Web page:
Today we celebrate the 143rd anniversary of the Shipka Epopee. On the occasion of the celebrations at 11:00, the head of state Rumen Radev will climb the steps to the Monument of Freedom on Shipka peak together with the citizens, who will pay tribute to the feat of the Bulgarian volunteers and Russian soldiers. About an hour later, the president will deliver a speech on the occasion of the 143rd anniversary of the Shipka epic.

The defense of the Shipka Pass is one of the most heroic and decisive battles during the Russo-Turkish War of Liberation in 1877-1878. The fights that took place from 09/21 to 13/26 August 1877 between the defenders of the pass and the Turkish Army entered the Bulgarian history under the name of the Shipka Epopee.

The task of the small Russian-Bulgarian detachment under the command of a general Stoletov, consisting of about 7,500 people, is to stop Suleyman Pasha’s supreme army (about 27,000 people and a reserve of 10,000) to prevent them from crossing the Balkan and joining the Turkish groupss in Northeastern Bulgaria to help the besieged Osman Pasha army in Pleven.

The struggles for Shipka began on August 21/21, 1877. For six days, Bulgarians and Russians with fire and bayonet repelled the continuous attacks of the Turkish army. The heaviest and decisive for the defense is the third day – August 11/23, when the Turks are tightening the ring around the defenders, and the ammunition are at an end. In the afternoon, Suleyman Pasha throws all his reserves against the center of defense.

At this most critical moment, when Shipka seemed to fall, from Gabrovo arrived the first backup sent by a general Radetzky. All troops arrive in the evening at 16 shooting battalions and after a fierce battle the Turks retreat. Shipka is saved! The fighting continues for the next three days, but the passage is already firmly in the hands of the Russian army. The defense of Shipka continues in the autumn and winter of 1877. This period goes into history as a “Winter Shimmering Staging”.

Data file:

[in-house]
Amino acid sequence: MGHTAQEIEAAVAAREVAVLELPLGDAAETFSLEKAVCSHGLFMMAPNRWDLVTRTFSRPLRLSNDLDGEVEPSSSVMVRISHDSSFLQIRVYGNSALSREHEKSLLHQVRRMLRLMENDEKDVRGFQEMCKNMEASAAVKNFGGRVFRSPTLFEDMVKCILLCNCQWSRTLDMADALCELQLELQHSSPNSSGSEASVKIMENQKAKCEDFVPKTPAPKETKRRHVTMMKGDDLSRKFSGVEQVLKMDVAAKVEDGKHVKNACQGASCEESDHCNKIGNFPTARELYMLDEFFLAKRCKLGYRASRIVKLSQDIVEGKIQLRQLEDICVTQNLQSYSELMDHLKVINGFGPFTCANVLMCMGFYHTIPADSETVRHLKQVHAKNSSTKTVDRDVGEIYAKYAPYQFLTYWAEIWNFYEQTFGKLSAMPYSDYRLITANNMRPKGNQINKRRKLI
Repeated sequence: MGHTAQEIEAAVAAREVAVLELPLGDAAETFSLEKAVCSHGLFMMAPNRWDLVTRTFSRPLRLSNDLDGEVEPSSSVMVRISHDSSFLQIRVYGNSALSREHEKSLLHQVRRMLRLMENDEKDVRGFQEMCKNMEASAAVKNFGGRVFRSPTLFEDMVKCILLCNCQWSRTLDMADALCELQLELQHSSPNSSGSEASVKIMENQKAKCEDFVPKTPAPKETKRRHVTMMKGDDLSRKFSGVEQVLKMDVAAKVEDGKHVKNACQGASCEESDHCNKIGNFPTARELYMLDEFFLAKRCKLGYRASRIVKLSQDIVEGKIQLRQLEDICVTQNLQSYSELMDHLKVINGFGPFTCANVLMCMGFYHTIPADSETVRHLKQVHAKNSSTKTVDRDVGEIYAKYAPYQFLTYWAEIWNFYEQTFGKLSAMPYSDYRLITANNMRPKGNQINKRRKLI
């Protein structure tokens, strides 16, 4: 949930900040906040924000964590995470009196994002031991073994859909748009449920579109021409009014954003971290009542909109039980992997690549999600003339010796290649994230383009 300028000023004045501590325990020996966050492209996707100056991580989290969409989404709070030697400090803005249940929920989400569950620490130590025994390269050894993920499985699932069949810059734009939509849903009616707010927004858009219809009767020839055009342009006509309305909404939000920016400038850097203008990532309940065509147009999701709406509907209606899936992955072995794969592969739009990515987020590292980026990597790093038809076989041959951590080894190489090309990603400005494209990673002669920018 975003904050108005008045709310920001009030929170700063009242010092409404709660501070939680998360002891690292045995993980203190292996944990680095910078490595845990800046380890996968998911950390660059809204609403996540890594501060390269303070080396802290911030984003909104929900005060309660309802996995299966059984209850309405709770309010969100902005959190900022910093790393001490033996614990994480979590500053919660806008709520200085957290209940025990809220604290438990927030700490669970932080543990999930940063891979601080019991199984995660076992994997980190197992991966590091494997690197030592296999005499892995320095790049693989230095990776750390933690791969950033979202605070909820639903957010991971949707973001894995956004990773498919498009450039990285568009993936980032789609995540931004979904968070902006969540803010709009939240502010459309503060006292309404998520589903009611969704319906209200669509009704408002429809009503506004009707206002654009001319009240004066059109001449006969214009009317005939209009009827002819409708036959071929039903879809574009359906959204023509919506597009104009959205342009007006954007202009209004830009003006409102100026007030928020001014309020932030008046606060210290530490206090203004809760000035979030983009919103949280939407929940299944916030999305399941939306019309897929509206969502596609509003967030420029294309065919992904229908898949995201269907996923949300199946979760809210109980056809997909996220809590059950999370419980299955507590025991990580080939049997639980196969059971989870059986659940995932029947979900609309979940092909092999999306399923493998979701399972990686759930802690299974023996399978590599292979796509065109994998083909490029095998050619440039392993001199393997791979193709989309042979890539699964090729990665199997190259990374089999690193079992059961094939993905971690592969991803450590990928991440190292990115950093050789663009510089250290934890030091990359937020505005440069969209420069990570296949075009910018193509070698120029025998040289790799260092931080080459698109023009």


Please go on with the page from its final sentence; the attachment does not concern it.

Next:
Despite the cold and fog, despite the snow storms and blizzards, Shipka’s defenders heroically defend the pass. For those filled with courage and sacrifice, the telegraph communicates with the brief phrase: “Everything is safe at Shipka”. Russian soldiers and Bulgarian volunteers turned the passage into an inaccessible fortress, “a closed door for the Turkish invasion of northern Bulgaria and an open door to the victorious march of the Russian army to Constantinople,” in the words of Gen. Radetzky.

After the fall of Pleven (November 29 / December 10, 1977), the Russian troops crossed the Balkan Mountains in extremely harsh winter conditions and captured the Turkish Army of Ueisel Pasha in the Shenyov Fortified Camp on December 28, 1877. January 9, 1878. Victory at Shipka- Sheinovo is a worthy end to the Shipka epopee. The victims that the Russian regiments and the Bulgarian companies give at Shipka and in the field of Sheinovo are about 11 000, wounded and missing, and over 9 000 people were frozen and sick during the winter. The main stone of the Monument of Freedom was laid on August 26, 1922.

The monument was completed in 1930. On August 26, 1934, the monument of Mount St. Nicholas was solemnly opened by Tsar Boris III. The monument is 31.5 meters high and it has 890 steps. Above the central entrance is proudly a bronze lion – a symbol of the Bulgarian statehood. The other three sides have the names of Shipka, Sheinovo and Stara Zagora – the battlefields reminiscent of the feats of the Bulgarian volunteers.